5. Center for the History of Medicine Printable Coloring Pages

Harvard Center for the History of Medicine printable coloring pages
Center for the History of Medicine // Public Domain

Harvard University's Center for the History of Medicine produced a 10-page book of printable coloring pages featuring 19th-century anatomical illustrations and diagrams for obsolete medical treatments. Just what the doctor ordered!

Download it: PDF

6. Brunel University London Printable Coloring Pages

Named for the visionary 19th-century engineer Isambard Kingdom Brunel, this university's coloring book offers four pages around the theme of the industrial revolution. An 1848 train locomotive dubbed "Little England" and a 1734 diagram of the solar system are highlights.

Download it: PDF

7. The Harley-Davidson Archives Printable Coloring Pages

Harley-Davidson Archives printable coloring pages
Harley-Davidson Archives // Public Domain

This surprisingly elegant three-page coloring book includes drawings of vintage motorcycles, such as a 1920 ad for Harley-Davidson's opposed twin Sport Model, the "Womans Out-Door Companion."

Download it: PDF

8. University of Florida Department of Entomology and Nematology Printable Coloring Pages

The creators of this coloring book have one goal: "to spread the love of spiders." Its 13 pages of original drawings will introduce you to Floridian fauna like the spiny-backed orb weaver, magnolia jumper, and ogre-faced spider.

Download it: PDF

9. Boston Athenaeum Printable Coloring Pages

Boston Athenaeum printable coloring pages
Boston Athenaeum // Public Domain

This three-page coloring book from the Boston Athenaeum, one of the country's oldest independent libraries, puts quality over quantity. Artists can choose between 16th-century sea monsters, a lovely botanical print, and a charming farmhouse scene.

Download it: PDF

10. The Royal Horticultural Society Libraries Printable Coloring Pages

Thirteen pages of historical gardening images await you in the Royal Horticultural Society's coloring book. A determined Victorian man in top hat and tails pushing a lawn mower, a family of cabbages, a guide to apples, and numerous plant drawings will keep colorers busy for hours.

Download it: PDF

The Smithsonian Needs Your Help Transcribing Sally Ride’s Notebooks

Sally Ride in 1984.
Sally Ride in 1984.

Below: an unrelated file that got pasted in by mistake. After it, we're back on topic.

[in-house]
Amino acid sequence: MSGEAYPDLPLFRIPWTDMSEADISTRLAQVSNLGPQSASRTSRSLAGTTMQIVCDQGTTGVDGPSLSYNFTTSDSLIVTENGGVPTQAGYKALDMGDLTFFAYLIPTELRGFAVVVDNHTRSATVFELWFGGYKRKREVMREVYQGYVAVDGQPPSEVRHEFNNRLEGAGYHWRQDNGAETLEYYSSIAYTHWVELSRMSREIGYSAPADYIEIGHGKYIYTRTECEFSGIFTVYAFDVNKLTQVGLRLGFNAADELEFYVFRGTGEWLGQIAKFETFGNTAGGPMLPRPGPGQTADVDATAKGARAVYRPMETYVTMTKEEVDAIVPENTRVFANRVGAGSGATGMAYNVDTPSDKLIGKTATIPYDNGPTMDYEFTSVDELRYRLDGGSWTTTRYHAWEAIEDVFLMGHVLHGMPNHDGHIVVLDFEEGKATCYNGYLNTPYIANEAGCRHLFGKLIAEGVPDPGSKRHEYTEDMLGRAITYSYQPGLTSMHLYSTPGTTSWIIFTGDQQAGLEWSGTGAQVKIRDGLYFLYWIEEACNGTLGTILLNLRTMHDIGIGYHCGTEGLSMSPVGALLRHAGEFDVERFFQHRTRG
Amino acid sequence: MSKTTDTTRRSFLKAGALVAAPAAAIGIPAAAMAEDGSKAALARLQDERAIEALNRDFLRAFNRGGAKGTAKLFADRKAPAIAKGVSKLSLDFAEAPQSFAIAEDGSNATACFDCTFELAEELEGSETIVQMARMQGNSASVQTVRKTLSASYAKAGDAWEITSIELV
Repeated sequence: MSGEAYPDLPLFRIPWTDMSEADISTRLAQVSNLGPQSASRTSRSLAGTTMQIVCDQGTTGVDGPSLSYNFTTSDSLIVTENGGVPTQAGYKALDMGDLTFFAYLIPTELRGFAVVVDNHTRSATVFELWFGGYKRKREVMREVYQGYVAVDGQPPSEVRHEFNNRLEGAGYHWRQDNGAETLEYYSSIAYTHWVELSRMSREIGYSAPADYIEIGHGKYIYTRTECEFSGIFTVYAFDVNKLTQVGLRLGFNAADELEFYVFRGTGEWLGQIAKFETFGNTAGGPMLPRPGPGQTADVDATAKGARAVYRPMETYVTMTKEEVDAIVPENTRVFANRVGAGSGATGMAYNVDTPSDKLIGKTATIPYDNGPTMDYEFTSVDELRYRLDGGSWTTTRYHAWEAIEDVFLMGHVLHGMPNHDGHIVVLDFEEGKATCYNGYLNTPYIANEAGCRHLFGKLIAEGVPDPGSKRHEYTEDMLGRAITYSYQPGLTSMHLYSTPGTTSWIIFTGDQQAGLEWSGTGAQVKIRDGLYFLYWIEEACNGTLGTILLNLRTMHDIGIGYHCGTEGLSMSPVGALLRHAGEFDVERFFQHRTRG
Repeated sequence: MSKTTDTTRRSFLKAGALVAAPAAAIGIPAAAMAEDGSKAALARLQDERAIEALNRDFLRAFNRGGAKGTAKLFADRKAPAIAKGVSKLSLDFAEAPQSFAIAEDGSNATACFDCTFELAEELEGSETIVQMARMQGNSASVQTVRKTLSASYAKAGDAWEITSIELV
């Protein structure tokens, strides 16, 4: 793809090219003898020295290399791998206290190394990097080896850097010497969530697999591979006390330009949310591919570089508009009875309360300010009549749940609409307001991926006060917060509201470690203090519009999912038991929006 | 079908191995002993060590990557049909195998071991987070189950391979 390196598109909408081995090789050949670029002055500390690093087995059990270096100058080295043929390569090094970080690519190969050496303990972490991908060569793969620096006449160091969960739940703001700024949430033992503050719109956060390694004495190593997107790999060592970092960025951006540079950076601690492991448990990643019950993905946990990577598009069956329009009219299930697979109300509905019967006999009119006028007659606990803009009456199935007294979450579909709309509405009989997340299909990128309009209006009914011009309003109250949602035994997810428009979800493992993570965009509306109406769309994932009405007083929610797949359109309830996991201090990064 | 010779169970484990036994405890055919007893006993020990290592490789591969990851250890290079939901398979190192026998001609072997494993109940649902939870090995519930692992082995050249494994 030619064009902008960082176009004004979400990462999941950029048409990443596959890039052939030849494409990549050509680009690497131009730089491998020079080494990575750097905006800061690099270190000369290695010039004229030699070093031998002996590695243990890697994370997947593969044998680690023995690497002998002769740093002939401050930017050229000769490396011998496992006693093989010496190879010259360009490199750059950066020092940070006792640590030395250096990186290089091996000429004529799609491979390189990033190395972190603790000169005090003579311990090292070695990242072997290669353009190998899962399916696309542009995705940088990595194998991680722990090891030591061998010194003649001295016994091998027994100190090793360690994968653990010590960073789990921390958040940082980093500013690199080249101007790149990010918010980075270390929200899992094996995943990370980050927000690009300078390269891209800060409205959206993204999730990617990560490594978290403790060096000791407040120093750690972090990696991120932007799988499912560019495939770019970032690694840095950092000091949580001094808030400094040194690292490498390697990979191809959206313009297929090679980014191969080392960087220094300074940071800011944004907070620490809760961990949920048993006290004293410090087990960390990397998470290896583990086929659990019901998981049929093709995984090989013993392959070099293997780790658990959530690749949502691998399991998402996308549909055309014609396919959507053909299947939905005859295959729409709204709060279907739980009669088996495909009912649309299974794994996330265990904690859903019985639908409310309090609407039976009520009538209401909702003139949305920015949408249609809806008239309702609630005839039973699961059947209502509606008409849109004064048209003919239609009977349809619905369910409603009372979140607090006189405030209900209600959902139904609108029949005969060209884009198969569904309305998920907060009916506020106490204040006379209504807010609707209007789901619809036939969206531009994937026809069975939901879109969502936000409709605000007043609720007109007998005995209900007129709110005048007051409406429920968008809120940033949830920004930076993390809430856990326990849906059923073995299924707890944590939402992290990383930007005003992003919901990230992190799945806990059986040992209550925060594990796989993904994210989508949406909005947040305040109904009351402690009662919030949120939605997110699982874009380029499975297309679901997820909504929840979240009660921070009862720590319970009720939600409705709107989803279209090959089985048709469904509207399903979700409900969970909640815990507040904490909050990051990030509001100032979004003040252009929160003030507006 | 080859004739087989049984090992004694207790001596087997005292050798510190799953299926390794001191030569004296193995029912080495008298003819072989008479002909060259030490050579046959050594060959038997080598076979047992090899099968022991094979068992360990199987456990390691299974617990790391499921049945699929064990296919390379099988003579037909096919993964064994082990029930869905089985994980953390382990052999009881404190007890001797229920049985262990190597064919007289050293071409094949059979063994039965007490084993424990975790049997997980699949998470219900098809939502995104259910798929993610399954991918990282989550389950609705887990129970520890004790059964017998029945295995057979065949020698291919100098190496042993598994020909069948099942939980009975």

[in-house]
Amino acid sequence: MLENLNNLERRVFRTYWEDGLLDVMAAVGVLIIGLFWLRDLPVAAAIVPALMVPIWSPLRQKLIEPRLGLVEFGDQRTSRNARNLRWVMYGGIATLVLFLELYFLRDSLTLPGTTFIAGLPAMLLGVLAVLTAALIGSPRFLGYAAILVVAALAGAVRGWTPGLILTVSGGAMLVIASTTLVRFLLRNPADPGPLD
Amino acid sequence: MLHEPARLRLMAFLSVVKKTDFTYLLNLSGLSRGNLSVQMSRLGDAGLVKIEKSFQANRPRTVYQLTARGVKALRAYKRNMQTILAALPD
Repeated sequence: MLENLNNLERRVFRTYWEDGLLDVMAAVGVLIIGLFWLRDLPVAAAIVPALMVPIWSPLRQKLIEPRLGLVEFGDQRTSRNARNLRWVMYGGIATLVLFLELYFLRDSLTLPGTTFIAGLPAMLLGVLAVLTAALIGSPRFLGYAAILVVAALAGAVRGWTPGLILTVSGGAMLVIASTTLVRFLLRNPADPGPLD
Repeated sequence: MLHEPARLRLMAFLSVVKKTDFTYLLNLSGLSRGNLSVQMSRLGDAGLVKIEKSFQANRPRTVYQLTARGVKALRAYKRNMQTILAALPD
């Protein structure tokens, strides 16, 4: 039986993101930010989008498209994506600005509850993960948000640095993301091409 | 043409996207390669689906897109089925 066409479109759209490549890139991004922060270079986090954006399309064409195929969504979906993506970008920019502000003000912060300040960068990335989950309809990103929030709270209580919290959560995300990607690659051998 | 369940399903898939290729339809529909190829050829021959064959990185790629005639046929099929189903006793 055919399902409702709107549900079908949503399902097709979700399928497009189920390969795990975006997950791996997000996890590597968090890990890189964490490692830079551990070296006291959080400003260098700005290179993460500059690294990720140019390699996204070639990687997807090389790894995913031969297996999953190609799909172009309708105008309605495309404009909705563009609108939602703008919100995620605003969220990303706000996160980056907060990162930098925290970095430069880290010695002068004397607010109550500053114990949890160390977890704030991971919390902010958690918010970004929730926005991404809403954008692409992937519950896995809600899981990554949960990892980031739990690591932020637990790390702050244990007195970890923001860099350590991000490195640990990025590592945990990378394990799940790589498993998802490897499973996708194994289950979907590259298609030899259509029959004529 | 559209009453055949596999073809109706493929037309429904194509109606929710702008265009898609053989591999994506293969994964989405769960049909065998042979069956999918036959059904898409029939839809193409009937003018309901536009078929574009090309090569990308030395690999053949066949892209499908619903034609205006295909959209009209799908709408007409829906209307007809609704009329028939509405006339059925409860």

Coffeeandcrumbs, NASA, Wikimedia Commons // Public Domain

On June 18, 1983, Sally K. Ride made history when she became the first American woman to travel into space. Now, the Smithsonian Institution is making the history of her incredible decades-long career more accessible to everyone—and they need your help to do it.

The National Air and Space Museum Archives is home to the Sally K. Ride Papers, a collection of 38,640 physical pages (over 23 cubic feet) of material spanning Ride’s professional life as an astronaut, physicist, and educator from the 1970s to 2010s. Those resources have been scanned and used to create an online finding aid—not unlike a table of contents—so researchers can easily navigate through the wealth of information.

To simplify the searching process within that online finding aid, the Smithsonian Institution is asking for volunteers to transcribe documents in the Smithsonian’s Transcription Center, a digital hub launched in 2013, where anybody can sign up to type and review historical sources. Three projects from the Sally K. Ride Papers are currently available to transcribe, which include her notes for shuttle training between 1979 and 1981, notes about the Remote Manipulator System Arm (there's one on the International Space Station today), and notes from NASA commissions on which she served. One, for example, was the Rogers Commission, which investigated the causes of the fatal Space Shuttle Challenger disaster in 1986.

You can find out more about the documents in the projects here, and if you’re interested in joining the forces of “volunpeers,” as the Smithsonian likes to call its transcribers, you can create a new user account here. (All you’ll need is a username and email address.)

Check out more citizen science projects you can participate in at home here.